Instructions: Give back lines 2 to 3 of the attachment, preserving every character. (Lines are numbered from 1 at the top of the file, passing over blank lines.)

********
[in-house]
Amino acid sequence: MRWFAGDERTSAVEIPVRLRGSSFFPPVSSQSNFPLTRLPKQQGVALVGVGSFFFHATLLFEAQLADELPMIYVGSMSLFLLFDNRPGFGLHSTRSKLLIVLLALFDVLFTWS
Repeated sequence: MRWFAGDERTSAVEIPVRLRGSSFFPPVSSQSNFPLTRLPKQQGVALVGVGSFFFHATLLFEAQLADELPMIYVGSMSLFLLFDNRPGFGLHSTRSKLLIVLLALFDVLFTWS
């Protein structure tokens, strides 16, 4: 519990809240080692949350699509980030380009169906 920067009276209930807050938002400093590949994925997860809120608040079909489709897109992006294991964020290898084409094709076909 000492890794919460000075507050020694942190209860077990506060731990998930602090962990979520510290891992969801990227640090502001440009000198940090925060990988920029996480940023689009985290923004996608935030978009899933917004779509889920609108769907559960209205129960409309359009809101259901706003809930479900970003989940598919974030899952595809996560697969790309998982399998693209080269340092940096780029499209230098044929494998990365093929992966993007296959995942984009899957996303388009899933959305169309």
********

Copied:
Amino acid sequence: MRWFAGDERTSAVEIPVRLRGSSFFPPVSSQSNFPLTRLPKQQGVALVGVGSFFFHATLLFEAQLADELPMIYVGSMSLFLLFDNRPGFGLHSTRSKLLIVLLALFDVLFTWS
Repeated sequence: MRWFAGDERTSAVEIPVRLRGSSFFPPVSSQSNFPLTRLPKQQGVALVGVGSFFFHATLLFEAQLADELPMIYVGSMSLFLLFDNRPGFGLHSTRSKLLIVLLALFDVLFTWS